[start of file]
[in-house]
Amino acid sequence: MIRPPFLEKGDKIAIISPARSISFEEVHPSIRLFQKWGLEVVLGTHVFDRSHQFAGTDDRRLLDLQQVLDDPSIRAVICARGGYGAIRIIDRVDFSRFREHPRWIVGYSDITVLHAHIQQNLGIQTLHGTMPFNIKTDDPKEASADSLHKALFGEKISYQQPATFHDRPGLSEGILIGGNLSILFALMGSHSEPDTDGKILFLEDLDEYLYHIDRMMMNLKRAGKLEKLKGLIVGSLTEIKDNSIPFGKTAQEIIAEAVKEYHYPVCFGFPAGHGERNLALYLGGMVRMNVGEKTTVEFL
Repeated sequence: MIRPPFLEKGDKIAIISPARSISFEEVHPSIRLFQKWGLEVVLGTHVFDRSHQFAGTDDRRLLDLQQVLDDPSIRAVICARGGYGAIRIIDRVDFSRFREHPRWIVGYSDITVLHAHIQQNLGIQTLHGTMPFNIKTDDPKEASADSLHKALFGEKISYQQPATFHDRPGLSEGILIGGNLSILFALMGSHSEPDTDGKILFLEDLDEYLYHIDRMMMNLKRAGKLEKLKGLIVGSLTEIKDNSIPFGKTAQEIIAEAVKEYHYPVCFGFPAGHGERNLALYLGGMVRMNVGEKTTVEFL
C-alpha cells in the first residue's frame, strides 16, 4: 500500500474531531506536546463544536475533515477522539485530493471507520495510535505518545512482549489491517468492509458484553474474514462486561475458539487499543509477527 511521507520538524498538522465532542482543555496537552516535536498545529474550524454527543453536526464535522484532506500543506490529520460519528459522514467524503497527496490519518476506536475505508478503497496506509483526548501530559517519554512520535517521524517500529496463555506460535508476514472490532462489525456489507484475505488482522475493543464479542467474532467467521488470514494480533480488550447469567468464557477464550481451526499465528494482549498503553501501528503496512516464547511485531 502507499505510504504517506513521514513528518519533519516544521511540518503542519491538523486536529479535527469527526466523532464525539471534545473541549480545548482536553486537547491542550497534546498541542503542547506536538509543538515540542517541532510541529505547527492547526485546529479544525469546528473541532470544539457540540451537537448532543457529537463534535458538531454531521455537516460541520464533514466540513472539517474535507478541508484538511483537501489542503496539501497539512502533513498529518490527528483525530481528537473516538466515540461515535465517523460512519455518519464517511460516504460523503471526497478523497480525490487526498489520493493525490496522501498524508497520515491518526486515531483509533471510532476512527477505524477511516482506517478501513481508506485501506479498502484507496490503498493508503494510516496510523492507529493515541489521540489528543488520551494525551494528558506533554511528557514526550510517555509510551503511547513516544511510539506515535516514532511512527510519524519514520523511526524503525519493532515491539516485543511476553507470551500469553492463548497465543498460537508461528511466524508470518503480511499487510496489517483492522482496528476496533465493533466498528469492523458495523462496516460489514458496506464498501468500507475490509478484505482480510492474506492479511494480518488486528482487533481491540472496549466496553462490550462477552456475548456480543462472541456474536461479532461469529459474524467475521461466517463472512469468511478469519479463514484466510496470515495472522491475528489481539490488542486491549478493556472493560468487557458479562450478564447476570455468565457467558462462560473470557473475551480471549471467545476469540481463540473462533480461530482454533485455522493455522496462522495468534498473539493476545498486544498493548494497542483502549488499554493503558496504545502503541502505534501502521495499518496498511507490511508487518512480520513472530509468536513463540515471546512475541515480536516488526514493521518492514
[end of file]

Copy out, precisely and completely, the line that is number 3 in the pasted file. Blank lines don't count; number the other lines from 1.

Repeated sequence: MIRPPFLEKGDKIAIISPARSISFEEVHPSIRLFQKWGLEVVLGTHVFDRSHQFAGTDDRRLLDLQQVLDDPSIRAVICARGGYGAIRIIDRVDFSRFREHPRWIVGYSDITVLHAHIQQNLGIQTLHGTMPFNIKTDDPKEASADSLHKALFGEKISYQQPATFHDRPGLSEGILIGGNLSILFALMGSHSEPDTDGKILFLEDLDEYLYHIDRMMMNLKRAGKLEKLKGLIVGSLTEIKDNSIPFGKTAQEIIAEAVKEYHYPVCFGFPAGHGERNLALYLGGMVRMNVGEKTTVEFL